This paper hypothesises that the saving rate and technological progress are interdependently determined by a common exogenous source, so that an exogenous shock to the saving rate determines long-run growth transitions. In an open economy, the saving rate measures the quality of capital investment.
This paper departs from the traditional aid–economic growth studies through its examination of the impact of aid and its volatility on sectoral growth by relying on panel dataset of 37 sub-Saharan African (SSA) countries for the period 1980–2014. Findings from our system generalised methods of moments (GMM) show that, while foreign aid significantly drives economic transformation, aid volatility deteriorates sectoral value additions with huge impact on the non–tradable sector and a no apparent effect on the agricultural sector.
In the light of Africa’s palpable deficit in public infrastructure, we use System GMM to estimate a model of economic growth augmented by an infrastructure variable, for a panel of 45 Sub-Saharan African countries, over the period 2000-2011. We find that it is the spending on infrastructure and increments in the access to infrastructure that influence economic growth and development in Sub-Saharan Africa.
The purpose of this study is to investigate the relationship between population density and non-economic quality of life. Popular opinion has generally been that population density can be seen as beneficial for economic growth, as it allows for greater productivity, greater incomes and can be translated into higher levels of quality of life. Recently though, growing evidence tends to suggest the exact opposite in that increases in productivity and incomes are not translated into better quality of life.
This paper analyses the effects of the COMESA-EAC-SADC Tripartite Free Trade Agreement (TFTA) on the South African economy using a global Computable General Equilibrium (CGE) model. Simulation results show that South Africa’s economy gains from the implementation of the trade agreement with GDP rising by more than 1 per cent relative to the baseline. This win in overall economic activity occurs on the back of a terms of trade increase and a surge in regional trade, which allows for higher levels of both exports and imports.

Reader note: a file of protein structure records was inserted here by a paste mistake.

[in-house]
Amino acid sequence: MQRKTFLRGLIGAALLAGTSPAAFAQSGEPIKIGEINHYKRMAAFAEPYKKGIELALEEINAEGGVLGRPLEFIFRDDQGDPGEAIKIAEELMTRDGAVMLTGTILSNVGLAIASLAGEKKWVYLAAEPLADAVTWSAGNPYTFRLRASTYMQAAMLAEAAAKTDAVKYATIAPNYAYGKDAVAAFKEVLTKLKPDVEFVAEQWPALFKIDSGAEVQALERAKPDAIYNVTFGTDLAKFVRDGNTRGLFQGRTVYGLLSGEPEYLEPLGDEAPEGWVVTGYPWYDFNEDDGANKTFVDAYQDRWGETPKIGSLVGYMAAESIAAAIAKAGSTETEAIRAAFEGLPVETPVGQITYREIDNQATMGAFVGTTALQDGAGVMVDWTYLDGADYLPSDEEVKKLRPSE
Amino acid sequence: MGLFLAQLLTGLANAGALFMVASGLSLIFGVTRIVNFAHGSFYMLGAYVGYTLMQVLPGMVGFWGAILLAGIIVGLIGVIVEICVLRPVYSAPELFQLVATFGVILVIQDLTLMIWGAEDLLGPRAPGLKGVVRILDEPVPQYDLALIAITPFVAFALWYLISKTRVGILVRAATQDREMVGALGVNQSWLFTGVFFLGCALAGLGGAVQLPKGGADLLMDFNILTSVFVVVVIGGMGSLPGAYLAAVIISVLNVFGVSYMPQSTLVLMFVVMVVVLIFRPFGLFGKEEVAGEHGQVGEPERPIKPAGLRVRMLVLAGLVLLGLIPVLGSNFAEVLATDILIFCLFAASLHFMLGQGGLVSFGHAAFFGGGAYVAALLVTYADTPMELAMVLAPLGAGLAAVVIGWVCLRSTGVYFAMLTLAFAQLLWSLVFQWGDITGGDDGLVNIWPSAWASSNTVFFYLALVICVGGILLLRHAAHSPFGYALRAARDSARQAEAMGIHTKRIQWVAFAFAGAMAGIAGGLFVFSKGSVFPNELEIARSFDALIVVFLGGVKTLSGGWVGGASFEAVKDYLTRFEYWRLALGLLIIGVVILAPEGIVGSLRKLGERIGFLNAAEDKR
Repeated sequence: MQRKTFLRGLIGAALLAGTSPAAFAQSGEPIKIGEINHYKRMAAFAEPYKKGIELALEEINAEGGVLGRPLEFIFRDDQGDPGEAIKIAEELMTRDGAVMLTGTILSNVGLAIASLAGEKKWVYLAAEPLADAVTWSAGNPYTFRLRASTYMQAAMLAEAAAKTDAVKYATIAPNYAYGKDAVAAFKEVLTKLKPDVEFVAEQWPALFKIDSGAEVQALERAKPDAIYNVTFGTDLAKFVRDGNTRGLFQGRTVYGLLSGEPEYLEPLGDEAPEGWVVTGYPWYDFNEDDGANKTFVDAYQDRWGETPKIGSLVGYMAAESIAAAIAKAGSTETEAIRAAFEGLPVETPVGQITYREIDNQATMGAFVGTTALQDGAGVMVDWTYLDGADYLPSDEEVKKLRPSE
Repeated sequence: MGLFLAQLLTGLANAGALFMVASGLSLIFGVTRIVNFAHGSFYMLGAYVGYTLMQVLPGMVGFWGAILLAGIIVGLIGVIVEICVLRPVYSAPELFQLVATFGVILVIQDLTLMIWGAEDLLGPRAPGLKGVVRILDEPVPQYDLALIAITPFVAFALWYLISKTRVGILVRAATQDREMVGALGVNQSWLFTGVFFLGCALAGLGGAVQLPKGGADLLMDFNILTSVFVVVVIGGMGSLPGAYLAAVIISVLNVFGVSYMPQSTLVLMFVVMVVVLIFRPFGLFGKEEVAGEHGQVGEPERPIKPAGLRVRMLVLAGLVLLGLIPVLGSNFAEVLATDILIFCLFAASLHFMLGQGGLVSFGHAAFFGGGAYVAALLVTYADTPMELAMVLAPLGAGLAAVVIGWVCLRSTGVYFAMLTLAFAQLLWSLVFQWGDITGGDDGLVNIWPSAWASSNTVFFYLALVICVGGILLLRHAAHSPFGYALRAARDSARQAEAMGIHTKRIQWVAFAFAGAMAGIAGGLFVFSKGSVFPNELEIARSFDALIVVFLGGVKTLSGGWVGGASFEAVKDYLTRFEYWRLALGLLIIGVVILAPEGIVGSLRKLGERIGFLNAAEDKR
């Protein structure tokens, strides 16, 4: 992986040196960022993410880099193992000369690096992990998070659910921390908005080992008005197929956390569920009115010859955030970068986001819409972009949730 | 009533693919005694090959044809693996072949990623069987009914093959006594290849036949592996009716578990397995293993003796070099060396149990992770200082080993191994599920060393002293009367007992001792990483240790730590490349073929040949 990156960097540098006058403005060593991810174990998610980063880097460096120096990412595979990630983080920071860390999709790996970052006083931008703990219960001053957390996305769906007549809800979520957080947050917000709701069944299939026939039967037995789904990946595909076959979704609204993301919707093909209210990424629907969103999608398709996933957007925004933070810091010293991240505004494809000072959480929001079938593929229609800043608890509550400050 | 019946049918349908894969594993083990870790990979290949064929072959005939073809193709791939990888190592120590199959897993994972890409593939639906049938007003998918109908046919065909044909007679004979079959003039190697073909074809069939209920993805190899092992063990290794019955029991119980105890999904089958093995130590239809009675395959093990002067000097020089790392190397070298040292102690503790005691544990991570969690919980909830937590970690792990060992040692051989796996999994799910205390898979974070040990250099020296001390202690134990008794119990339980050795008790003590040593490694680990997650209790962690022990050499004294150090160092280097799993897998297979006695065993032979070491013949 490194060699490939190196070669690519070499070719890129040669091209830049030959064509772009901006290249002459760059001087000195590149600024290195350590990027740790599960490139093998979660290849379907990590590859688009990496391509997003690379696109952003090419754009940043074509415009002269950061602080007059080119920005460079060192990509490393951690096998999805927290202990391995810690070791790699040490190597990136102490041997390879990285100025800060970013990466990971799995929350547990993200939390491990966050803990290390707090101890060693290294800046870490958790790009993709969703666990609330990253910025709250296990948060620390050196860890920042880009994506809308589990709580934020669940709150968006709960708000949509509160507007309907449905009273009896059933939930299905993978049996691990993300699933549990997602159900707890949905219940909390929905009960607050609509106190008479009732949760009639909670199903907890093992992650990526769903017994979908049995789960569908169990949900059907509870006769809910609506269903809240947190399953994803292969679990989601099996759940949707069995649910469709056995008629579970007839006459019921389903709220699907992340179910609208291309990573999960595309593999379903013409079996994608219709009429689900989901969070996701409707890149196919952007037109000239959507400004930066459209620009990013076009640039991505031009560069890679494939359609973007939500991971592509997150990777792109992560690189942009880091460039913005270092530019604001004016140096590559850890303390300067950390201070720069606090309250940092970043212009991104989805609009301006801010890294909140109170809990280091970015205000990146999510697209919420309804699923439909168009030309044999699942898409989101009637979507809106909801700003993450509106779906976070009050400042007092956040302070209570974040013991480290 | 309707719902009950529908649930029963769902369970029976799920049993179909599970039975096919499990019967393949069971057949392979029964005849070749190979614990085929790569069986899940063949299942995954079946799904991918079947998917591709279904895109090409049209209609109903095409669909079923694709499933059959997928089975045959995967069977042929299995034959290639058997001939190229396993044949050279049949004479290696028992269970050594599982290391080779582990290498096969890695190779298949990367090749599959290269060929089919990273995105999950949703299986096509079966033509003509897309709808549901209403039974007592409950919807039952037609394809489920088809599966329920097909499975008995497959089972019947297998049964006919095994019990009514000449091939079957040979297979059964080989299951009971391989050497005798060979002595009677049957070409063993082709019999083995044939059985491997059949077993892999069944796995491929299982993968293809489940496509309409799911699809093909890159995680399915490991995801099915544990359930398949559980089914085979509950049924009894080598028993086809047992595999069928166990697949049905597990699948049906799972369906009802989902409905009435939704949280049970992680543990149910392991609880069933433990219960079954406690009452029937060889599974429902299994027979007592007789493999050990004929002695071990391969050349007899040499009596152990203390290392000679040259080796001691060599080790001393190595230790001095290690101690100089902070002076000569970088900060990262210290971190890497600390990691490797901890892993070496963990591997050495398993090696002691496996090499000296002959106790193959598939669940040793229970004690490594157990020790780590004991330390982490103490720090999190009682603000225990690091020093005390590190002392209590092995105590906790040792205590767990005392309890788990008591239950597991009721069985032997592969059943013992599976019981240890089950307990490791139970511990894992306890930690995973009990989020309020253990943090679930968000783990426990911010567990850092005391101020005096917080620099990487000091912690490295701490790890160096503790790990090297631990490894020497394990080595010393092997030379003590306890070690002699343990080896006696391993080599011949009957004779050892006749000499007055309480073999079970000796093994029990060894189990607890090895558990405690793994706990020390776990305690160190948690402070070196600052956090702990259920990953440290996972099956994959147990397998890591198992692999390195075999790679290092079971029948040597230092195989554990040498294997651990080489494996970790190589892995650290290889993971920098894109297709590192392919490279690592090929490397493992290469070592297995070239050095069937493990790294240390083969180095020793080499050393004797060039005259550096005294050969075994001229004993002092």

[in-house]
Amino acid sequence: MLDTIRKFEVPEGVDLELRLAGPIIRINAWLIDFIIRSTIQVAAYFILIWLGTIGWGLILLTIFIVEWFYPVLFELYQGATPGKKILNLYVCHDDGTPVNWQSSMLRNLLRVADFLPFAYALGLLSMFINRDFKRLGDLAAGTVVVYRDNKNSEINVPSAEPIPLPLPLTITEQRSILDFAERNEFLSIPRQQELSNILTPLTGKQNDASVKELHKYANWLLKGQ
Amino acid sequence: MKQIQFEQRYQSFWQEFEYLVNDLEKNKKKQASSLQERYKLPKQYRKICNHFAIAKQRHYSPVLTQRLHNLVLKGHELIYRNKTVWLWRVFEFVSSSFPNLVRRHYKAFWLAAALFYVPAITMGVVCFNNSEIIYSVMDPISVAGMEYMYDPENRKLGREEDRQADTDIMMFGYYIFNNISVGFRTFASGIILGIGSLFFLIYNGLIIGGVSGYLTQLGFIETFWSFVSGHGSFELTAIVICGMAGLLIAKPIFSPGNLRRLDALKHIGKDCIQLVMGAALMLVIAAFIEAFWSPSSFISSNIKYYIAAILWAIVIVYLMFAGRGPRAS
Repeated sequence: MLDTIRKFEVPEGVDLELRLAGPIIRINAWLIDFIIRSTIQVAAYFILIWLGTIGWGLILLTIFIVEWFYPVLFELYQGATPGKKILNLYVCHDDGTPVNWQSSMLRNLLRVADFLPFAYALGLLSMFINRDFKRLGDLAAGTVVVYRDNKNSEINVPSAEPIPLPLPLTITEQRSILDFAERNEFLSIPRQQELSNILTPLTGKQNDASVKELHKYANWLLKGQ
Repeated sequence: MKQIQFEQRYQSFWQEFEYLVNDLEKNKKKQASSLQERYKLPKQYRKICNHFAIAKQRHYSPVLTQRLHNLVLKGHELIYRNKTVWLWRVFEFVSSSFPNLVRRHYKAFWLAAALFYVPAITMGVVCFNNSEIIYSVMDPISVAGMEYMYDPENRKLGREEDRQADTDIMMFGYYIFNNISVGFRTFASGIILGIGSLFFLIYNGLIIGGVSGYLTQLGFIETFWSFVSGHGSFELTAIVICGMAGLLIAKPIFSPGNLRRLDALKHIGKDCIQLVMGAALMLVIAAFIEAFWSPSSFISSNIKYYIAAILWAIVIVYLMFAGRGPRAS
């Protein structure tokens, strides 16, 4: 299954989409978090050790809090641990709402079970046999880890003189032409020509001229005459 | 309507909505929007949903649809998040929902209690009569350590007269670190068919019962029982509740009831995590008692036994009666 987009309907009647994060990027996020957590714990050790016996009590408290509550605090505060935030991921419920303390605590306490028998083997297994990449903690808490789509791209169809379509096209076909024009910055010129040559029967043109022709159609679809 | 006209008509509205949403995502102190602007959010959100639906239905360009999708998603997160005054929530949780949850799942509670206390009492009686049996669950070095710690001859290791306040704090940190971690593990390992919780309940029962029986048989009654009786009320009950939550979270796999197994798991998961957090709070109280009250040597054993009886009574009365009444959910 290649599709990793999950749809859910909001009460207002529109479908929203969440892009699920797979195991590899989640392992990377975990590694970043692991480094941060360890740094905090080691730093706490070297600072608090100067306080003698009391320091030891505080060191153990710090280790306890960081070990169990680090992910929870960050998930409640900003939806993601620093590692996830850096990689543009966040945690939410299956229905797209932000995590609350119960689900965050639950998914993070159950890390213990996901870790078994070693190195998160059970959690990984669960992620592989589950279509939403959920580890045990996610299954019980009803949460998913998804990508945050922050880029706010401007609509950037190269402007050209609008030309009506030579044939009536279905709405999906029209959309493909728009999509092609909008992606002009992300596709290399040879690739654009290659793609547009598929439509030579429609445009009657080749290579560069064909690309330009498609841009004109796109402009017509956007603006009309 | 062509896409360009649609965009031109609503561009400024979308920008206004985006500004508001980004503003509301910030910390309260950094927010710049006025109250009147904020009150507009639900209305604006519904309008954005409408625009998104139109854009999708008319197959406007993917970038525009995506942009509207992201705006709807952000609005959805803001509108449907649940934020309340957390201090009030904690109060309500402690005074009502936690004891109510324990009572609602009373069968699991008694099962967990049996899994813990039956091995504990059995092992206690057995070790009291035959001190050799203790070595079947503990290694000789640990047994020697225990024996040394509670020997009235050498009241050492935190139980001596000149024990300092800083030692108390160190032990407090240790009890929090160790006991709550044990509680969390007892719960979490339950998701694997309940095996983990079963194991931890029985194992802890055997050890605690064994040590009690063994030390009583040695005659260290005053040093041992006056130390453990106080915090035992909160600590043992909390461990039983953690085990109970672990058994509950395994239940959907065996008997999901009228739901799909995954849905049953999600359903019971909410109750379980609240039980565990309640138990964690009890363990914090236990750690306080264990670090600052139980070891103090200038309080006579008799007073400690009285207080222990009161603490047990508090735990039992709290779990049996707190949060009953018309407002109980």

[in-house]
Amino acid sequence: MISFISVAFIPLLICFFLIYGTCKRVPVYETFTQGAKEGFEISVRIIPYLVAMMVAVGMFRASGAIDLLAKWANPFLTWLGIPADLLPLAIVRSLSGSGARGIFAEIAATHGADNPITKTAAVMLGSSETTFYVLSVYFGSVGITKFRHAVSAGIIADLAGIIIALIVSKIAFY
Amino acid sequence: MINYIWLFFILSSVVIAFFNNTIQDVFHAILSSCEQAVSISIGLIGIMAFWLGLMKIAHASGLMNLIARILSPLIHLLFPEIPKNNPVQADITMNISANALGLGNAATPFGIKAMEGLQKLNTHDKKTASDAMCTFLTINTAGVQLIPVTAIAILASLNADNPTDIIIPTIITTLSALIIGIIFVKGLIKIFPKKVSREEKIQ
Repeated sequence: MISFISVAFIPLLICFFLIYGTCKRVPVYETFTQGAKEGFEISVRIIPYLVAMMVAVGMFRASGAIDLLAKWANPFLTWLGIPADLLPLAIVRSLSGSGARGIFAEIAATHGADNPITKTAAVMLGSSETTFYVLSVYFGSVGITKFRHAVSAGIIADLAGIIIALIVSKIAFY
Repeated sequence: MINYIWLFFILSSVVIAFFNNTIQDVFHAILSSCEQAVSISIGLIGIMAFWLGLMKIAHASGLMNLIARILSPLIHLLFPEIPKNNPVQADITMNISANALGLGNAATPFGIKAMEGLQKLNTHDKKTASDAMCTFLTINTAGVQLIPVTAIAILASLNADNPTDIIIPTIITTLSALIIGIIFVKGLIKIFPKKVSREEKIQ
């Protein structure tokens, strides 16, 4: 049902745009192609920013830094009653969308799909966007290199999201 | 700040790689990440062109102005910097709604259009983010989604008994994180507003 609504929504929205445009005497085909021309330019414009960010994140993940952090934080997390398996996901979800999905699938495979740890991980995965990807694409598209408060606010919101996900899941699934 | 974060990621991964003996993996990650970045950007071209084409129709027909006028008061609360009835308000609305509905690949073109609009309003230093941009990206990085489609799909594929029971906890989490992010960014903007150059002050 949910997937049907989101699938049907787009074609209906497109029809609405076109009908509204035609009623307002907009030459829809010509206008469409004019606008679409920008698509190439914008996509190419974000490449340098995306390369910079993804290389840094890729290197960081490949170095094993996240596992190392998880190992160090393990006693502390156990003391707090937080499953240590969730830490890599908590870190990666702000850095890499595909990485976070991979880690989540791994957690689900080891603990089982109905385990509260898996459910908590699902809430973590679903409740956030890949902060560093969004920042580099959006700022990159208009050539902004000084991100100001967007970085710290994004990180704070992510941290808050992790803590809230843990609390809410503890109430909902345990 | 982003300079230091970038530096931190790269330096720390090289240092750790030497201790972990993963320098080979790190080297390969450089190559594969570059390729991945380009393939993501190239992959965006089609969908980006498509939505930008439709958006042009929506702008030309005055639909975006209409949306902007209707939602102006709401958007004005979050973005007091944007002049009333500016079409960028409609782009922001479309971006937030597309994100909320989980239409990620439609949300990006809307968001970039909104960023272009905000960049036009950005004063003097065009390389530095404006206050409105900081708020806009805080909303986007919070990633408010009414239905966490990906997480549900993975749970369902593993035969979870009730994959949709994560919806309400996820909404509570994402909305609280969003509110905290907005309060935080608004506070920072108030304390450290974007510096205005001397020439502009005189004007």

Concerns have been expressed recently about the inability of the South African economy to provide adequate employment for the increasing number of job seekers. The rate of unemployment remains stubbornly high in spite of vastly improved macroeconomic fundamentals since the 1990s. This paper investigates how the sectoral employment intensity of output growth in the eight non-agricultural sectors of the South African economy has evolved in the period 2000:01-2012:04, with a view to identifying key growth sectors that are employment intensive.
This paper analyses business cycle comovement between African economies and advanced economies. It covers the period 1980 to 2011. The empirical analysis is based on the Dynamic Factor Model applied to annual data for African and G7 countries, covering the period 1980 to 2011. The results indicate that middle-income African countries show consistent business cycle variance shares, both before and after controlling for the influence of the G7.
Multinational corporations have commenced foreign direct investment (FDI) activities since the 1960s by moving operations to resource-rich, low-cost labour and capital markets (Wilkins, 1970; 1974; 1988; Jones, 1994; 2005). The first wave of outward foreign direct investment (OFDI) during the 1960s and 1970s was motivated by efficiency and market-seeking factors. This wave was dominated by firms from Asia and Latin America.